Reading Plus

Descriptive Information Usage Acquisition and Cost Program Specifications and Requirements Training

The Reading Plus® System serves all students to increase vocabulary, comprehension, endurance, memory, silent reading fluency, and provides the ability to systematically master higher levels of text.

Reading Plus®is a guided, silent reading supplementary intervention. Students participate in a series of online, computer-based sessions that included a specific sequence of daily activities. As struggling students participate in Reading Plus®, the difficulty level of the reading material adjusts as a function of a student’s progress based upon reading comprehension and reading rate analyses.

Students begin the intervention by completing a reading assessment (Reading Placement Appraisal, RPA) to establish the initial placement level within the program. This 20-minute placement test assesses independent reading level, rate, comprehension, and vocabulary to determine the most appropriate practice starting level. The RPA consisted of three parts. Part I presents students with several 100-word selections followed by a set of literal recall questions. Content difficulty is adjusted according to a student’s comprehension performance and reading rate mastery to ascertain a student’s tentative independent reading level. Part II with its 300-word selections and diverse comprehension questions serves to confirm the independent reading level. Part III assesses a student’s vocabulary level. From the three-part RPA assessment, an instructional reading level is established for individual students and they are then placed at appropriate levels of reading challenge within each instructional component of Reading Plus®. Students continue to be assessed on similar tasks throughout the intervention period with appropriate adjustments made to the level of reading selections as a result of their performances on these formative assessments. As students participate in this supplementary silent reading fluency intervention, they are provided reading lessons and continuous feedback about their silent reading in an individual computer-based, online environment.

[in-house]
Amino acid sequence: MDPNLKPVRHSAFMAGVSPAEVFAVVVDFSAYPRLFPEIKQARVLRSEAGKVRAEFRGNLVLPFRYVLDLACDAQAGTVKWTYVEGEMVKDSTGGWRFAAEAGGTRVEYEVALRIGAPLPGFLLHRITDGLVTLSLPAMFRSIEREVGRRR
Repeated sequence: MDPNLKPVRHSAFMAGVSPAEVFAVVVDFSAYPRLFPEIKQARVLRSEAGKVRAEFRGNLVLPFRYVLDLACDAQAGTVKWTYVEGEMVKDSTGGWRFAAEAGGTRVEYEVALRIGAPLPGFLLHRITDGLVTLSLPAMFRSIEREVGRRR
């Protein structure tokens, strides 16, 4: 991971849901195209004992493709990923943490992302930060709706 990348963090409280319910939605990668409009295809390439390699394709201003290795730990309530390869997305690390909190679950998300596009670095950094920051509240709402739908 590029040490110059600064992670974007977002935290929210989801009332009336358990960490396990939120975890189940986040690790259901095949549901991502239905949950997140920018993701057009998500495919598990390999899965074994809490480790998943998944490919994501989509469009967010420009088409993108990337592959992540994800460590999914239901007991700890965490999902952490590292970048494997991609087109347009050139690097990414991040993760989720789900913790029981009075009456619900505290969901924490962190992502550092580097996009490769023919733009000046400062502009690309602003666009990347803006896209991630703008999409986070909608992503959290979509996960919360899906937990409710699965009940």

Each lesson begins with a perceptual accuracy and visual efficiency (PAVE) warm-up. This activity consists of two parts, Scan and Flash. In the Scan activity, students scan the computer screen to count the number of times a target letter or number appears on the screen. In the second activity, Flash, a series of letters or numbers ranging in length from 2 to 12 depending on the students’ placement level are flashed. The amount of numbers or letters increases in response to the students’ ability to correctly recreate the sequence. This warm-up activity aims to increase students’ visual perception, attention, and automaticity in the discrimination and recognition of print.

The next instructional component provides students with extensive structured silent reading practice to build fluency within an authentic reading experience where students read for meaning. During guided silent reading sessions, involving timed, guided, left-to-right reading practice, students read selections from a diverse collection of narrative and expository texts at each student’s independent instructional reading level.

Reading Plus® is designed to continuously monitor student performance using both reading rate measures and responses to comprehension questions. Reading Plus® uses a mix of instructional formats and scaffolds to further match individualized needs and rates of progress. Students are able to progress through levels of reading challenge based on several factors. Students must be able to read passages at their current levels with grade-appropriate rates and good comprehension before they advance to subsequent levels.